Figuring Out Product Strategy in Your Startup?

Creating a product for the Indian audience is equal parts exciting and scary, because no other country boasts of such diversity in language, culture and people. When it comes to India, there is no one size fits all.
Sridhar Rajendran
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May 28, 2020

India, with its billion-plus population, is one of the most sought-after markets in the world. It is no wonder the number of startups in India has increased several-fold in the past few years to serve the growing demand for products and services. Starting your own company or working in a startup has gone from a risky career choice to cool 😎

Creating a product for the Indian audience is equal parts exciting and scary because no other country boasts of such diversity in language, culture and people. When it comes to India, there is no one-size-fits-all.

Gone are the days of mimicking the West. Silicon Valley knock-offs that failed to adapt to the local milieu bit the dust. The same product has to be customised based on the different audience. What works in a Tier-1 city might not work in a Tier-2 or Tier-3 city or rural areas.

India is a creative chaos.
Source: Pexels

Silicon Valley behemoths like Facebook, LinkedIn andUber figured this out, and put out a lighter version of their apps to run on low-end mobile phones. Indian companies like Ola, Gaana and DailyHunt soon followed suit.

If you are a startup, how do you figure your product strategy?

A big organisation has deep pockets and the resources to do in-depth research before launching a product, but time and resources are critical for a startup. A startup is free to move fast and pivot to a new solution that has better traction. Changing product strategy rapidly in a big enterprise is not possible without inviting the ire of the shareholders.

What is a pivot?

  • Turning one feature of a product into the product itself, resulting in a simpler, more streamlined offering.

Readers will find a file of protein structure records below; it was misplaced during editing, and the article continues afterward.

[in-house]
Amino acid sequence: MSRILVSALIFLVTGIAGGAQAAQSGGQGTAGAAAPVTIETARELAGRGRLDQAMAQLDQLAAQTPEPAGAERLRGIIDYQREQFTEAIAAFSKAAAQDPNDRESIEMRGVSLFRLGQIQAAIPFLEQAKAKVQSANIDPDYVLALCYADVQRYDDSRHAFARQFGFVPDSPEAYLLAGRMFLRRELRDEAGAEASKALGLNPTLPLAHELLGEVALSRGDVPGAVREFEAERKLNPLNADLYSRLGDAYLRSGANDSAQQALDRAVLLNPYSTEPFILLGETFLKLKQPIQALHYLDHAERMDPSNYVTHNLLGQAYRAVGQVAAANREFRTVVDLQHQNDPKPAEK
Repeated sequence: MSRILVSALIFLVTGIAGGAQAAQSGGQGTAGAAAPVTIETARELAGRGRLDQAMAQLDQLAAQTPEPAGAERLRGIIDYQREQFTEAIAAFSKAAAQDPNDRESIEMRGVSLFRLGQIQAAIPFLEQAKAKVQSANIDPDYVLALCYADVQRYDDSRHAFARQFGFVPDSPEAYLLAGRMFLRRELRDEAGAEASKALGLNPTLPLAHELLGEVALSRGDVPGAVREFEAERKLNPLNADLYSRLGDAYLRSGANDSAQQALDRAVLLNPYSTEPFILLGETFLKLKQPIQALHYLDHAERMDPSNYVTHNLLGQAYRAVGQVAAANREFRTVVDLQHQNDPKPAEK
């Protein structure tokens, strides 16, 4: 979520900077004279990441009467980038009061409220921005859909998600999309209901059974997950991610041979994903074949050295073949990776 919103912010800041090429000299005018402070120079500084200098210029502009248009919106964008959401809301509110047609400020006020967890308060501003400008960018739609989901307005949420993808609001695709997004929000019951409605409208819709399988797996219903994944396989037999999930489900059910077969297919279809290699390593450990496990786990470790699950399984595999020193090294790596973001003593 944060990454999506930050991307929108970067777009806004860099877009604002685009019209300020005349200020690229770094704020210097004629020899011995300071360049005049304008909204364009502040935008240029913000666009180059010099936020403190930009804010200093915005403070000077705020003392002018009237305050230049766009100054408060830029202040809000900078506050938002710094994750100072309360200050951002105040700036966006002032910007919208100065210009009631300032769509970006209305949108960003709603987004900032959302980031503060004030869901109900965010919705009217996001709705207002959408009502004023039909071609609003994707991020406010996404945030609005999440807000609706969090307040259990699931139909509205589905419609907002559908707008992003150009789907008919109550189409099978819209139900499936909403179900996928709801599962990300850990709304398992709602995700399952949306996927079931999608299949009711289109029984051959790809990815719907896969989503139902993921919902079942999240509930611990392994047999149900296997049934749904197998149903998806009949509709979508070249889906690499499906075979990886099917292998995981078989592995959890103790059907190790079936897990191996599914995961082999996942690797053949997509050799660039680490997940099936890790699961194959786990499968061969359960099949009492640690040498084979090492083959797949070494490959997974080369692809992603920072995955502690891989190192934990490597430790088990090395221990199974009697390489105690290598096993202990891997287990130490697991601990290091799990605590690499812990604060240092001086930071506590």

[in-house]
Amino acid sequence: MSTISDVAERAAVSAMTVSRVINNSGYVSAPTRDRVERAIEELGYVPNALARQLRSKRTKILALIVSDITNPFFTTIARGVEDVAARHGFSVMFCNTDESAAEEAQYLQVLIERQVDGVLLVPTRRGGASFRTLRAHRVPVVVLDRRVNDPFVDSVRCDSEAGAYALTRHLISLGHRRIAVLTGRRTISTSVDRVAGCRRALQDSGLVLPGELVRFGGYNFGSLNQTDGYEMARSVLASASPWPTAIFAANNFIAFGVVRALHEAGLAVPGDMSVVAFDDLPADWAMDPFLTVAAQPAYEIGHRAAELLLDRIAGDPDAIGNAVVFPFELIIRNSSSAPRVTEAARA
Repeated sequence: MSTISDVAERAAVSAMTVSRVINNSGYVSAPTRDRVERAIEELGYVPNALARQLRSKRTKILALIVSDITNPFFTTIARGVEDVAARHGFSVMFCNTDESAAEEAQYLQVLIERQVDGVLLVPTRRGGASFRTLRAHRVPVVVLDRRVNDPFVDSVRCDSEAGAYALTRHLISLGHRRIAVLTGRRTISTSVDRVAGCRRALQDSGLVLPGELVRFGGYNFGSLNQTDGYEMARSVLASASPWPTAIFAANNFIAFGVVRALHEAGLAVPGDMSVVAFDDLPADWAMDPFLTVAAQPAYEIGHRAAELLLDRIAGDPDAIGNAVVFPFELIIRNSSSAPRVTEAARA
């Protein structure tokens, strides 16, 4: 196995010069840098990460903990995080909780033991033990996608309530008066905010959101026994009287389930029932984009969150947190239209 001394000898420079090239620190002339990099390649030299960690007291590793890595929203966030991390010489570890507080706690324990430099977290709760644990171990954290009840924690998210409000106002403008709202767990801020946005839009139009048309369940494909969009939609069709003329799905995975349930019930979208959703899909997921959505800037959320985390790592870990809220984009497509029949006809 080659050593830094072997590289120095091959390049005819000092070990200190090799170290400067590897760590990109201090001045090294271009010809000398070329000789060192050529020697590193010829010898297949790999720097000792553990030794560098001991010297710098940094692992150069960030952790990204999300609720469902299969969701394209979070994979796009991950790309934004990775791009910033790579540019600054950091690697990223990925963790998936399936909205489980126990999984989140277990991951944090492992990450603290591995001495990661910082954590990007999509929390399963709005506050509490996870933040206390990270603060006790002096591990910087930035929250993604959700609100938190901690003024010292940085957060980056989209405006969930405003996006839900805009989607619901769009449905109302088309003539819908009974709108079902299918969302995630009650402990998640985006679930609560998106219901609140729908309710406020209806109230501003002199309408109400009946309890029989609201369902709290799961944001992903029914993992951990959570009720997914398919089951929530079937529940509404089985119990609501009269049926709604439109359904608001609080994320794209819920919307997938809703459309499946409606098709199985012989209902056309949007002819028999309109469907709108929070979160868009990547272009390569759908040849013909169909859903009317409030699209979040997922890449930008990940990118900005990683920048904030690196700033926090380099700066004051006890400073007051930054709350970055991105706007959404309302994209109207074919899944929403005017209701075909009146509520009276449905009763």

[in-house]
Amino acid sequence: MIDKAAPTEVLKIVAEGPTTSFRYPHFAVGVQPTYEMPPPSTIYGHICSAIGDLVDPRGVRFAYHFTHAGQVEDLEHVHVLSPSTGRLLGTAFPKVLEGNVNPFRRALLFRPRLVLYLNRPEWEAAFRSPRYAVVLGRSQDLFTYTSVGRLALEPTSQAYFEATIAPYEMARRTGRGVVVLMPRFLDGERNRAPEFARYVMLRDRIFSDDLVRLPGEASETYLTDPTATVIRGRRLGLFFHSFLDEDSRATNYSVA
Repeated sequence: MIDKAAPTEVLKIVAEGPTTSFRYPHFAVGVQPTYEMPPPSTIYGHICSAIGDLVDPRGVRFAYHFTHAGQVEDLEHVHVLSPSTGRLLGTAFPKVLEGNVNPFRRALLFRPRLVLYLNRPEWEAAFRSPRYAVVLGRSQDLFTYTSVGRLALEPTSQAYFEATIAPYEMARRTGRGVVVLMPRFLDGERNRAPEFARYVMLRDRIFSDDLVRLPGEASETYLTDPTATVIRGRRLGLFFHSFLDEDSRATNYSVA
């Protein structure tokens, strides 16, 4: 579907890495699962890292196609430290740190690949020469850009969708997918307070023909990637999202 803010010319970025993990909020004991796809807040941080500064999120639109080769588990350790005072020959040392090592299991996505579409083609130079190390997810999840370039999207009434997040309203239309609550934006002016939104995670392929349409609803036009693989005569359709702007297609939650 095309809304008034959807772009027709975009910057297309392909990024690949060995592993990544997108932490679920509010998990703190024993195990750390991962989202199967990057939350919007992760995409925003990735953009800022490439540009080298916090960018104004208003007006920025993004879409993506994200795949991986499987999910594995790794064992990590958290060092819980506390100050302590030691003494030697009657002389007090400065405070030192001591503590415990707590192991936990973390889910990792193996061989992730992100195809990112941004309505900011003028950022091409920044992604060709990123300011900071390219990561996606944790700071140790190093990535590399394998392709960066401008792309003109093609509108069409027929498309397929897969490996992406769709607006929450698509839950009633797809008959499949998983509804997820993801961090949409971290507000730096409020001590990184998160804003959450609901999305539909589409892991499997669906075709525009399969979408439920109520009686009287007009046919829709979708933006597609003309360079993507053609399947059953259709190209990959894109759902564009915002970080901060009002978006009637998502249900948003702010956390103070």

• The opposite of the previous point is also considered a pivot, in which one product is turned into a feature of a larger suite of features as part of another product.
  • Focusing on a different set of customers by positioning a company into a new market or vertical.
  • Changing a platform, say, from an app to software or vice versa.
  • Employing a new revenue model to increase monetisation. For example, a company might find that an ad-based revenue model may be more profitable than freemium.
  • Using different technology to build a product, often to cut down on manufacturing costs or create a more reliable product.

The "aha!" moment

We hope now it is clear as daylight the importance of user research and design in determining the success of a product. A common reason quoted by startups is they don’t have time or resources to do detailed user research and design.

While there are many merits of detailed ethnographic or anthropological studies, there are several rapid and lean UX secondary research techniques (such as a literature review, competitor analysis, speaking to subject-matter experts and usability testing) that yield significant results and help companies to decide, go or no go? 🚀

Now you no longer need a crystal ball to determine the fate of a product before launching it. A Design Sprint is a perfect process to go from an idea to a tangible prototype in a week. And the best part — you get to see your users interact with the mock product saying ‘Meh’ or ‘Holy crap! Take my money'.




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